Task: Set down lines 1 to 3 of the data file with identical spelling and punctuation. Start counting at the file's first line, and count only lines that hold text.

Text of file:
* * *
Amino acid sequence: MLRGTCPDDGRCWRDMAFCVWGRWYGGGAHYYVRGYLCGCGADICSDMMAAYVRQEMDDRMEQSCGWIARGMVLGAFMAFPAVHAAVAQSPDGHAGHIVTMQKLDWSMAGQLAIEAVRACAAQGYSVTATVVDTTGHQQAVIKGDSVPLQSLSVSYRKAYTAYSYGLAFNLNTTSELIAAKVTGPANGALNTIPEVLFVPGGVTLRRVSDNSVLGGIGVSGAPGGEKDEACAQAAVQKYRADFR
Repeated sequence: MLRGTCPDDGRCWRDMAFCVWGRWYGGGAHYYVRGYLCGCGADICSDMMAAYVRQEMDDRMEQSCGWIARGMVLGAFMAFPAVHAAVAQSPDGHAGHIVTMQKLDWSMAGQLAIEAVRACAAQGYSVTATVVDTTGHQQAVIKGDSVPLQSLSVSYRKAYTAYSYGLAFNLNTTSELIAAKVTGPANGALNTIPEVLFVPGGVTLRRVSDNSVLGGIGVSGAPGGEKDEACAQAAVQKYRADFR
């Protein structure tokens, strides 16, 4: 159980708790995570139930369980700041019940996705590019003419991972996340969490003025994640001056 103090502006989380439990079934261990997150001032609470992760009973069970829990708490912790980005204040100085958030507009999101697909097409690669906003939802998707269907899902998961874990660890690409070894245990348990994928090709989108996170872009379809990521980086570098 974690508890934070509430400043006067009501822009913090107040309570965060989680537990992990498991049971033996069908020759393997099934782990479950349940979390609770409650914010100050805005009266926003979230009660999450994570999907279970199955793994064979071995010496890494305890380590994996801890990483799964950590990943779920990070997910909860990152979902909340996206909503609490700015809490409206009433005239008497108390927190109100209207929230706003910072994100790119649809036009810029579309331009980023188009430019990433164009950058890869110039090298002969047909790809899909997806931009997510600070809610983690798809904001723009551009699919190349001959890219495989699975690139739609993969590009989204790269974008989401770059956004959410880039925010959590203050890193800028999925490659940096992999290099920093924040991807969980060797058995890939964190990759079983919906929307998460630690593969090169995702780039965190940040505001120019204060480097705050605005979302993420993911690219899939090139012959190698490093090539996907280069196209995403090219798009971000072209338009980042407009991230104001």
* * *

Amino acid sequence: MLRGTCPDDGRCWRDMAFCVWGRWYGGGAHYYVRGYLCGCGADICSDMMAAYVRQEMDDRMEQSCGWIARGMVLGAFMAFPAVHAAVAQSPDGHAGHIVTMQKLDWSMAGQLAIEAVRACAAQGYSVTATVVDTTGHQQAVIKGDSVPLQSLSVSYRKAYTAYSYGLAFNLNTTSELIAAKVTGPANGALNTIPEVLFVPGGVTLRRVSDNSVLGGIGVSGAPGGEKDEACAQAAVQKYRADFR
Repeated sequence: MLRGTCPDDGRCWRDMAFCVWGRWYGGGAHYYVRGYLCGCGADICSDMMAAYVRQEMDDRMEQSCGWIARGMVLGAFMAFPAVHAAVAQSPDGHAGHIVTMQKLDWSMAGQLAIEAVRACAAQGYSVTATVVDTTGHQQAVIKGDSVPLQSLSVSYRKAYTAYSYGLAFNLNTTSELIAAKVTGPANGALNTIPEVLFVPGGVTLRRVSDNSVLGGIGVSGAPGGEKDEACAQAAVQKYRADFR
């Protein structure tokens, strides 16, 4: 159980708790995570139930369980700041019940996705590019003419991972996340969490003025994640001056 103090502006989380439990079934261990997150001032609470992760009973069970829990708490912790980005204040100085958030507009999101697909097409690669906003939802998707269907899902998961874990660890690409070894245990348990994928090709989108996170872009379809990521980086570098 974690508890934070509430400043006067009501822009913090107040309570965060989680537990992990498991049971033996069908020759393997099934782990479950349940979390609770409650914010100050805005009266926003979230009660999450994570999907279970199955793994064979071995010496890494305890380590994996801890990483799964950590990943779920990070997910909860990152979902909340996206909503609490700015809490409206009433005239008497108390927190109100209207929230706003910072994100790119649809036009810029579309331009980023188009430019990433164009950058890869110039090298002969047909790809899909997806931009997510600070809610983690798809904001723009551009699919190349001959890219495989699975690139739609993969590009989204790269974008989401770059956004959410880039925010959590203050890193800028999925490659940096992999290099920093924040991807969980060797058995890939964190990759079983919906929307998460630690593969090169995702780039965190940040505001120019204060480097705050605005979302993420993911690219899939090139012959190698490093090539996907280069196209995403090219798009971000072209338009980042407009991230104001």